These fine, albeit small, line boats represent yet another example of the very successful Robert Allan Ltd (RAL)/Sanmar Shipyards partnership. Delivered to a Scottish owner, which will operate them on the Firth of Forth, they are rugged, stylish, seaworthy, and impressively well-finished craft.
Perhaps unbelievably for line boats, they actually look comfortable. That is unheard of in spartan Scotland.
“Gannet is the smallest twin screw tug that Sanmar Shipyards has ever built,” Sanmar’s Vice President Ali Gurun told Baird Maritime. “The challenge was to build a tug with that size, but with a greater number of roles compared to a simple mooring boat. Gannet therefore needed to possess all the equipment one would expect on a much larger modern twin screw tug, and I am delighted to say we succeeded in this regard.”
Gurun remarked that it is not easy to build a fully equipped tug with such compact dimensions, so Sanmar relied on, “a little ingenuity and drawing on expertise built up over many years,” to deliver a vessel with the needed attributes.
“The challenge posed by Gannet,” added designer RAL, “was that we needed to design a steel workboat capable of 9.5 knots full speed and six tonnes bollard pull. That is above ‘half-speed’ for a 12-metre boat, and it is difficult to achieve with a heavy steel boat and therefore needed some CFD modelling to verify.”
RAL said the six tonnes bollard pull requirement was best achieved through the installation of nozzles, but such installations are not considered ideal for ensuring high-speed performance. Also, a generous beam was needed to provide enough stability for safe towing, but the drawback with a wider beam was the impact it had on a vessel’s speed.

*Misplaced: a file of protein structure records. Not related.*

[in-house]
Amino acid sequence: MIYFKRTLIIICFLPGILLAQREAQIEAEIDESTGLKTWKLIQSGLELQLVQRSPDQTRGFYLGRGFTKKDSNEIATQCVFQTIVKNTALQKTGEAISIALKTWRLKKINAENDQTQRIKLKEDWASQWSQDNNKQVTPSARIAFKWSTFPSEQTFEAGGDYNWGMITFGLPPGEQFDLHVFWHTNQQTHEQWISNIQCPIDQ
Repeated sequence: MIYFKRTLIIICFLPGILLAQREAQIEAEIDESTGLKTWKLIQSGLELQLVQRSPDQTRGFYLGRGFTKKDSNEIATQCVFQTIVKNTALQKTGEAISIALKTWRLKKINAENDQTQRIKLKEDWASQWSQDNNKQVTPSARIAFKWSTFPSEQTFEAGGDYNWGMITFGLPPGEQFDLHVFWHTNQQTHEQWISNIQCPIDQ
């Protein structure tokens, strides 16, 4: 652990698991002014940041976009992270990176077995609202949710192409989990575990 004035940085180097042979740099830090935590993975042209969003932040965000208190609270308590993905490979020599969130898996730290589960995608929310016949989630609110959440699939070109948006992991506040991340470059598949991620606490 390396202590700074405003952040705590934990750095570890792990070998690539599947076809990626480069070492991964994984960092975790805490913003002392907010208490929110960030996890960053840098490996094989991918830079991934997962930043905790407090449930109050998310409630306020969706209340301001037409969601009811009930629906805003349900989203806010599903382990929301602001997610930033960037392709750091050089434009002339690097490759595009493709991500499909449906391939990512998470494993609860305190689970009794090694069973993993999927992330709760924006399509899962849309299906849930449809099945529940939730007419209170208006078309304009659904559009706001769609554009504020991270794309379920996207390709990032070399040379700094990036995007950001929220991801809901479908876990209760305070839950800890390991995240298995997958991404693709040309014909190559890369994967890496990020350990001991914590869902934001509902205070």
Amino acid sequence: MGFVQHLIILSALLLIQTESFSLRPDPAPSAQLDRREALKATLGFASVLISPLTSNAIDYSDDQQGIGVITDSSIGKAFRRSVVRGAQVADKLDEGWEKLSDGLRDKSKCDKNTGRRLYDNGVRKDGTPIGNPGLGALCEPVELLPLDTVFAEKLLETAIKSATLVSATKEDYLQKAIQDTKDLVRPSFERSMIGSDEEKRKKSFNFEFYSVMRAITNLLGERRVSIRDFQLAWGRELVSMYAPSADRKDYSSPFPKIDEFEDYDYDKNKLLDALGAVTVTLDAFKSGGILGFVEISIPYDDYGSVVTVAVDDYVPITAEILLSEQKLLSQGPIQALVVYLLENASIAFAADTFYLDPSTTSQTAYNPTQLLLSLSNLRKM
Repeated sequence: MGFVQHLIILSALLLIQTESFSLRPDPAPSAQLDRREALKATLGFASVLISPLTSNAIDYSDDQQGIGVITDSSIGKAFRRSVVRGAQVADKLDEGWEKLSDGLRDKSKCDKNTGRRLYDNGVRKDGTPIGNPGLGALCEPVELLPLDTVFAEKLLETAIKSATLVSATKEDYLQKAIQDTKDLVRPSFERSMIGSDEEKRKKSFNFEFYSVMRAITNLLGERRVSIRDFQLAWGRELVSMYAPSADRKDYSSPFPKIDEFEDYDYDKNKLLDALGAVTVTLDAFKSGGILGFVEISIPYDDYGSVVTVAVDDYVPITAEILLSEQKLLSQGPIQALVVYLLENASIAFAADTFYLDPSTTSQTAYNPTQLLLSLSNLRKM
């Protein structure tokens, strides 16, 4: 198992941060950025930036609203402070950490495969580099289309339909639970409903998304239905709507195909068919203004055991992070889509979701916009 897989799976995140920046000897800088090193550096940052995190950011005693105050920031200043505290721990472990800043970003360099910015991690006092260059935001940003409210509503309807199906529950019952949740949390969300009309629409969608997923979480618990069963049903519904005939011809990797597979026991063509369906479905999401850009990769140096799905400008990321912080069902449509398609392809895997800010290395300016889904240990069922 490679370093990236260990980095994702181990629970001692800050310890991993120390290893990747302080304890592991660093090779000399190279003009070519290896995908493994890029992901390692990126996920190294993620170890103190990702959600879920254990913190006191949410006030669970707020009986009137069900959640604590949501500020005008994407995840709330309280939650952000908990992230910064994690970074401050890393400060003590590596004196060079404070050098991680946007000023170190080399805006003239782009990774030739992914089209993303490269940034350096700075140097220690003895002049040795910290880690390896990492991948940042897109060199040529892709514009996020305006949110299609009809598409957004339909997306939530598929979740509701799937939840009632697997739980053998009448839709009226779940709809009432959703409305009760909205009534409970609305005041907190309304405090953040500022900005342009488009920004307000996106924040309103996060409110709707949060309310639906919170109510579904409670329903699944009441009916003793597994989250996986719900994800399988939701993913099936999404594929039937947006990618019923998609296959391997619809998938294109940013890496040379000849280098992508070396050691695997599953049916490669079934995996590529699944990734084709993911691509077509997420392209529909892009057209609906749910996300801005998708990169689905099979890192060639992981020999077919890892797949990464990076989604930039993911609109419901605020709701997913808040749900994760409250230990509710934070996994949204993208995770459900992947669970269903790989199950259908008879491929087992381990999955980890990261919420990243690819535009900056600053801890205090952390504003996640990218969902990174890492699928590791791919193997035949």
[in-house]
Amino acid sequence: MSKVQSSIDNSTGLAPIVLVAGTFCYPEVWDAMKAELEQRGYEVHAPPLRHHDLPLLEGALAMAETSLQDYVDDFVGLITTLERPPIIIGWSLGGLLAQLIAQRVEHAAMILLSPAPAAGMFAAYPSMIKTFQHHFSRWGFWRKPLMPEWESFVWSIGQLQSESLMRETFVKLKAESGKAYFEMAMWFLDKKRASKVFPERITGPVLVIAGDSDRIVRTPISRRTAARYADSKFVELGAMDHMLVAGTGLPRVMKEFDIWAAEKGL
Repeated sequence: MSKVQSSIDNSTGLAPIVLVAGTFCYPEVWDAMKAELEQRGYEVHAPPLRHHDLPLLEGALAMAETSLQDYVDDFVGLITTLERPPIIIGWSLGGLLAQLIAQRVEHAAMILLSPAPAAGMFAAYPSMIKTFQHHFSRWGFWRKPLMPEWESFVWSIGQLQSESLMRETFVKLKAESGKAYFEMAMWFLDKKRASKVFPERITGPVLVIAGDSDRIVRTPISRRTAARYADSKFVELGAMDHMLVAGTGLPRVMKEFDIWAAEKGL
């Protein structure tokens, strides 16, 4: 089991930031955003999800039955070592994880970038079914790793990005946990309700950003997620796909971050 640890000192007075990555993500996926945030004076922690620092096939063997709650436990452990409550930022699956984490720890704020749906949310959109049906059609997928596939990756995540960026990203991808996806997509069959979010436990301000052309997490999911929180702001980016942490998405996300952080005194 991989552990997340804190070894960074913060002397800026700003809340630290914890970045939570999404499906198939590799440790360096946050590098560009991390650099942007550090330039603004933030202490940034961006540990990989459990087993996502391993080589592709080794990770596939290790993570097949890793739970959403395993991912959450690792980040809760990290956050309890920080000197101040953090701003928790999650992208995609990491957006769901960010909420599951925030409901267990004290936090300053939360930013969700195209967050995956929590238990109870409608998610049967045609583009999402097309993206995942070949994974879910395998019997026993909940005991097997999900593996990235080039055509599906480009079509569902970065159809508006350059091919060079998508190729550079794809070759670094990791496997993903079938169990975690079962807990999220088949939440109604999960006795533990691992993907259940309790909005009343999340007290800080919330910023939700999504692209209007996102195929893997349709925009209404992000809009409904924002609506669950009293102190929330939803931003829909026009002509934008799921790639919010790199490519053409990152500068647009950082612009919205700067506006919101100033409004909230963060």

“A low air draught was required to get the tug underneath mooring lines and this resulted in a low pilothouse that limited visibility over the bow,” added RAL.
The work on Gannet and sister Cormorant nonetheless taught RAL some useful lessons, particularly with regards to the possibility of pushing a displacement hull past hull speed if the right hull form is used and weight is minimised.
“In order to keep the weight down to achieve the required speed, the total weight was carefully controlled during construction, including each element installed on the vessel, and since the steel plates’ thicknesses are thin, welding and having smooth surfaces was challenging. Still, it was a good opportunity for us to back to the basics and design a small, simple workboat within a very short time period. This allowed Sanmar to quickly build and deliver the boat to suit the owner’s requirements.”
When asked about the direction in which the towage industry was headed, Sanmar VP Ali Gurun highlighted the growing tendency towards vessels with electric propulsion.
“We expect more and more electric-powered tugs to be ordered. To address this need, we are collaborating closely and sharing expertise with other major players in the development of new and advanced technologies.”
Among the projects that Sanmar is working on as regards vessels with alternative propulsion are dual-fuel escort tugs and battery-powered harbour tugs.
“Turkish tug operators currently own and operate one of the youngest fleets in the world,” Gurun told Baird Maritime. “The average age of tugs in our own fleet is under three years. The Turkish fleet is very young, powerful, and modern, which is, in our opinion, due to Turkey being the leading nation as regards tug construction.”
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